Category: CCB Newsletters

National Newsletter June 2016

Jun 02 2016


CCB National Newsletter

June 2016


++CCB Atlantic Sports Weekend: The 39th Annual Atlantic Sports and Recreation Weekend was held in the Halifax area during the weekend of May 20-22, 2016.


The Friday night Idol Show had some fabulous performers. The Saturday track and field events all went very well. We had beautiful weather for all these outdoor activities. Although we had some rain on Sunday, all the events planned for Sunday were indoors.


There were approximately 55 participants along with family, friends and volunteers from around the Atlantic Provinces. A huge thank you goes out to all those volunteers who helped make this event a success.


We are all looking forward to attending the 40th Annual Atlantic Sports and Recreation Weekend next year in Bathurst, New Brunswick.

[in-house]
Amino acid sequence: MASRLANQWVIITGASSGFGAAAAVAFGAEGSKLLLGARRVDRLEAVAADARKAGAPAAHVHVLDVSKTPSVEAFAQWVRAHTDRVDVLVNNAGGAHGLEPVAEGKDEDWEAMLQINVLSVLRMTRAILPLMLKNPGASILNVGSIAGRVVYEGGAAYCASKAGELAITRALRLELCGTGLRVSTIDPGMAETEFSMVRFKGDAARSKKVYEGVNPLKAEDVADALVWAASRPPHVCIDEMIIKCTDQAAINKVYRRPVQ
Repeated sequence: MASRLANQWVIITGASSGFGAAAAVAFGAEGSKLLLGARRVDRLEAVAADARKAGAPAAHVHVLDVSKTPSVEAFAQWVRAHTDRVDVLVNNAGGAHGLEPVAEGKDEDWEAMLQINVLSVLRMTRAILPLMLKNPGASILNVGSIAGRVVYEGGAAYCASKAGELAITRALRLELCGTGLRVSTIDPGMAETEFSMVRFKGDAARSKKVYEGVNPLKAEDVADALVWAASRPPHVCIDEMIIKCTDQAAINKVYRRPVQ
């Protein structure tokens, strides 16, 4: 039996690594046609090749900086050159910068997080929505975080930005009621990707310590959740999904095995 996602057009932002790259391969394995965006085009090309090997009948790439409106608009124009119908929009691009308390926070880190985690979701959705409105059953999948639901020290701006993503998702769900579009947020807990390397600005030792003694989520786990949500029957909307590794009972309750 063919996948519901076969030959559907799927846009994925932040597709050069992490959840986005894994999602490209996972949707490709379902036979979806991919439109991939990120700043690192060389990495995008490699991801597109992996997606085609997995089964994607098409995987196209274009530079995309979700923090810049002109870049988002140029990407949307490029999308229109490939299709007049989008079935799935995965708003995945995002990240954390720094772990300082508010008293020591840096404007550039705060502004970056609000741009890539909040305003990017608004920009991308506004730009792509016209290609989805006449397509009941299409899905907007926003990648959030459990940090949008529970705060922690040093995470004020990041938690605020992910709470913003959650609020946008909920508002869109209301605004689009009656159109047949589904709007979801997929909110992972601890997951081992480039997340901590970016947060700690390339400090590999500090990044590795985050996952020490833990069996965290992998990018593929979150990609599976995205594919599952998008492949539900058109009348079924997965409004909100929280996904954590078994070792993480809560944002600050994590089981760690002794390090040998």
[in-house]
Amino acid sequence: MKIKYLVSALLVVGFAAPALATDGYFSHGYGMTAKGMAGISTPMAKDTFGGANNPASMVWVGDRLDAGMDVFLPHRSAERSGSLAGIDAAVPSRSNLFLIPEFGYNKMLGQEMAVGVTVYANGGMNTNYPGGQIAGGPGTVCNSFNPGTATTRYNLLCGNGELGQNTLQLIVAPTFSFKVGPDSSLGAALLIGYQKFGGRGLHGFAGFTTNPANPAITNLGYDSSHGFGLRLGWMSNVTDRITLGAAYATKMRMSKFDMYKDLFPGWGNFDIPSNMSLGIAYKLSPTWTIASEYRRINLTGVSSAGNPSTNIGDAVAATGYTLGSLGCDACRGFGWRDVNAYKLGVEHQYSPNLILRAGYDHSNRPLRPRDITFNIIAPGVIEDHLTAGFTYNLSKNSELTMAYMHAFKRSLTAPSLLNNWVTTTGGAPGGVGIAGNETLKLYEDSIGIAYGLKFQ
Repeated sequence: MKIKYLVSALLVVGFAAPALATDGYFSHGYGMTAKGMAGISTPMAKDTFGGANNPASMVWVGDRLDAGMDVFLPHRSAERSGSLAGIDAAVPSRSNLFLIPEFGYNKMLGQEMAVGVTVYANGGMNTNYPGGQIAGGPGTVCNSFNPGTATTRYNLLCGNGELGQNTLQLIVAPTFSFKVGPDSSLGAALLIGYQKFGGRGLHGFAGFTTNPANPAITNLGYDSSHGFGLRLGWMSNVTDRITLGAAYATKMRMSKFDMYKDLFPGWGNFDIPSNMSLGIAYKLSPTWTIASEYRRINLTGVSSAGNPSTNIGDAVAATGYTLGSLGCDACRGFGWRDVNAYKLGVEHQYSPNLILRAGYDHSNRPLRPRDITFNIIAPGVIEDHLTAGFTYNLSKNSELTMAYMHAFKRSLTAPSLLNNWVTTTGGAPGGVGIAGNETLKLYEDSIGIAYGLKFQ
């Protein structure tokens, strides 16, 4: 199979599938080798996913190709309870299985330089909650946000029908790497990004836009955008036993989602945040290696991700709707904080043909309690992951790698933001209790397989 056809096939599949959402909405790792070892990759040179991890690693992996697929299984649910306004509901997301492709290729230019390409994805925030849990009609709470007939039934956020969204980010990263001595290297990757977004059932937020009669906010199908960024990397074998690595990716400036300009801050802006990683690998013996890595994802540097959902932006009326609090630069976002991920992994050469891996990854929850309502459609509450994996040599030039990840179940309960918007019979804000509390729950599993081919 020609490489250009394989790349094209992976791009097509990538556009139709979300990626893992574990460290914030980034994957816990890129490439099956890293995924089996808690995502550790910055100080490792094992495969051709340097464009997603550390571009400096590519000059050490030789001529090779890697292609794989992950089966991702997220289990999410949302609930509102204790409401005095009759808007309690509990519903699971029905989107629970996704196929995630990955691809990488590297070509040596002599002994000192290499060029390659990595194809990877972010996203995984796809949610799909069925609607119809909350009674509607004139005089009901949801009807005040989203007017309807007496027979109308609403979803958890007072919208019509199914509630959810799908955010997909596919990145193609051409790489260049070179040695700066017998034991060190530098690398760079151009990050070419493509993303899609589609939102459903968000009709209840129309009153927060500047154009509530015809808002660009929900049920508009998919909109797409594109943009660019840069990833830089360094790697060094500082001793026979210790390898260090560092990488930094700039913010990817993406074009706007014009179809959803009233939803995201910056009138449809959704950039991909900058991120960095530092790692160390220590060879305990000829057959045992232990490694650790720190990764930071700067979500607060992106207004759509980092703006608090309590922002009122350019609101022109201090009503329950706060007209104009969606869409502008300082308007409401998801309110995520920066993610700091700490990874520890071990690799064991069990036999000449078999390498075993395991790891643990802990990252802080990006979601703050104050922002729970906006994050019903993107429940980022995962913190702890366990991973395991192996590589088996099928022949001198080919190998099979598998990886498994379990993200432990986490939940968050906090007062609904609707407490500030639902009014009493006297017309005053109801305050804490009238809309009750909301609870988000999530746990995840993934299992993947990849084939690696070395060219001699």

See you there!

Brenda Green,

Sports & Recreation Chapter


++Congratulations!:  Shane Wheeler, Chairperson of the CCB Lewisporte & Area chapter, would like to pass my congratulations along to the organizers of the CCB Atlantic Sports Weekend in Dartmouth. It was very well organized!


There were 11 participants from NL, and congratulations to all of the participants in the Atlantic games. Congratulations to all winners and congratulations to all people that participated. Congratulations to third-place winner of ring toss and table pulling ribbons from the CCB Lewisporte & Area CCB Chapter, Lisa Cakes.


++CCB Update: A quick note to update our readers on the positive progress CCB has made recently. With a boost in membership over the last year, we are now up to 80 chapters!


With our Mobile Eye Clinic (MEC) pilot going strong in the Ottawa region, we are out visiting schools and seniors’ residences and protecting people’s sight.


We are very excited to hire some summer students this year, not only to benefit from some new ideas, but to give blind and vision impaired youth some work experience.